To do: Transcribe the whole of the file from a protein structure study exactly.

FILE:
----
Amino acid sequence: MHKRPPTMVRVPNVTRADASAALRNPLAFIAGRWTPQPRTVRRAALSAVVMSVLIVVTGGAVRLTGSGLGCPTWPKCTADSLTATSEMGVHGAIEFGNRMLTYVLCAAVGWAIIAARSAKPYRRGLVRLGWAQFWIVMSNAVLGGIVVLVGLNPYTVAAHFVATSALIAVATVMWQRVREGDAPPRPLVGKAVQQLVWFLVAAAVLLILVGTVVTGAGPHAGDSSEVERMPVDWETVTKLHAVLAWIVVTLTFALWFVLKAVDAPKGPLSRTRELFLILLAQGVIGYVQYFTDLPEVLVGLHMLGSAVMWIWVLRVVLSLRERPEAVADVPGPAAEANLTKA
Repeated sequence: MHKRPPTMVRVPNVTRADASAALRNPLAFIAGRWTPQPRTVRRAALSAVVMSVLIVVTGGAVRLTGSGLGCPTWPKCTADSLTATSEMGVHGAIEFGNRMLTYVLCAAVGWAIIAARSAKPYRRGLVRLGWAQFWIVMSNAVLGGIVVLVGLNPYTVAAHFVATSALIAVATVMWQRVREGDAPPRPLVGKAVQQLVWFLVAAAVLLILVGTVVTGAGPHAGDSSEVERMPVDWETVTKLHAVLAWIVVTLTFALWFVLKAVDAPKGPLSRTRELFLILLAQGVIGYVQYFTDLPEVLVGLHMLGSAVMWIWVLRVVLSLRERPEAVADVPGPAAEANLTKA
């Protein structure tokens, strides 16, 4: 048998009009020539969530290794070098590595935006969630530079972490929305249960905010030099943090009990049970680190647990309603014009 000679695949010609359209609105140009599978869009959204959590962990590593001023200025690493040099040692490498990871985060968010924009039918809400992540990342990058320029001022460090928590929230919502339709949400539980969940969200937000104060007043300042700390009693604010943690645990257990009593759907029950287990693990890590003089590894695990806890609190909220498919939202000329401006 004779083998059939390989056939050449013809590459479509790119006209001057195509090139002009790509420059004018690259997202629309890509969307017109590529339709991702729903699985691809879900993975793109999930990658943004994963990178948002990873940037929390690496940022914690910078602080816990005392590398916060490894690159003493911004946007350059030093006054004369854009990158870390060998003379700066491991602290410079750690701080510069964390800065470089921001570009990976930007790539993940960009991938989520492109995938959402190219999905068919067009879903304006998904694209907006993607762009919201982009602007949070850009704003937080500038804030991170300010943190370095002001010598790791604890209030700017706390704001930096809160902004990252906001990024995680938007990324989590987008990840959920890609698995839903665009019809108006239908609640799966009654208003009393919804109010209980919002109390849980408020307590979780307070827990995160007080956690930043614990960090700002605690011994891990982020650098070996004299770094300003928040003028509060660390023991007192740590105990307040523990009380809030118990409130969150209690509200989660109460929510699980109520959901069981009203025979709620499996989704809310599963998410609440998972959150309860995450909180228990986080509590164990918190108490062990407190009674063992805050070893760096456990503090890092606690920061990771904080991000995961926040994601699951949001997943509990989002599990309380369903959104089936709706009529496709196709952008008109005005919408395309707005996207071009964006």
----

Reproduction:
Amino acid sequence: MHKRPPTMVRVPNVTRADASAALRNPLAFIAGRWTPQPRTVRRAALSAVVMSVLIVVTGGAVRLTGSGLGCPTWPKCTADSLTATSEMGVHGAIEFGNRMLTYVLCAAVGWAIIAARSAKPYRRGLVRLGWAQFWIVMSNAVLGGIVVLVGLNPYTVAAHFVATSALIAVATVMWQRVREGDAPPRPLVGKAVQQLVWFLVAAAVLLILVGTVVTGAGPHAGDSSEVERMPVDWETVTKLHAVLAWIVVTLTFALWFVLKAVDAPKGPLSRTRELFLILLAQGVIGYVQYFTDLPEVLVGLHMLGSAVMWIWVLRVVLSLRERPEAVADVPGPAAEANLTKA
Repeated sequence: MHKRPPTMVRVPNVTRADASAALRNPLAFIAGRWTPQPRTVRRAALSAVVMSVLIVVTGGAVRLTGSGLGCPTWPKCTADSLTATSEMGVHGAIEFGNRMLTYVLCAAVGWAIIAARSAKPYRRGLVRLGWAQFWIVMSNAVLGGIVVLVGLNPYTVAAHFVATSALIAVATVMWQRVREGDAPPRPLVGKAVQQLVWFLVAAAVLLILVGTVVTGAGPHAGDSSEVERMPVDWETVTKLHAVLAWIVVTLTFALWFVLKAVDAPKGPLSRTRELFLILLAQGVIGYVQYFTDLPEVLVGLHMLGSAVMWIWVLRVVLSLRERPEAVADVPGPAAEANLTKA
């Protein structure tokens, strides 16, 4: 048998009009020539969530290794070098590595935006969630530079972490929305249960905010030099943090009990049970680190647990309603014009 000679695949010609359209609105140009599978869009959204959590962990590593001023200025690493040099040692490498990871985060968010924009039918809400992540990342990058320029001022460090928590929230919502339709949400539980969940969200937000104060007043300042700390009693604010943690645990257990009593759907029950287990693990890590003089590894695990806890609190909220498919939202000329401006 004779083998059939390989056939050449013809590459479509790119006209001057195509090139002009790509420059004018690259997202629309890509969307017109590529339709991702729903699985691809879900993975793109999930990658943004994963990178948002990873940037929390690496940022914690910078602080816990005392590398916060490894690159003493911004946007350059030093006054004369854009990158870390060998003379700066491991602290410079750690701080510069964390800065470089921001570009990976930007790539993940960009991938989520492109995938959402190219999905068919067009879903304006998904694209907006993607762009919201982009602007949070850009704003937080500038804030991170300010943190370095002001010598790791604890209030700017706390704001930096809160902004990252906001990024995680938007990324989590987008990840959920890609698995839903665009019809108006239908609640799966009654208003009393919804109010209980919002109390849980408020307590979780307070827990995160007080956690930043614990960090700002605690011994891990982020650098070996004299770094300003928040003028509060660390023991007192740590105990307040523990009380809030118990409130969150209690509200989660109460929510699980109520959901069981009203025979709620499996989704809310599963998410609440998972959150309860995450909180228990986080509590164990918190108490062990407190009674063992805050070893760096456990503090890092606690920061990771904080991000995961926040994601699951949001997943509990989002599990309380369903959104089936709706009529496709196709952008008109005005919408395309707005996207071009964006």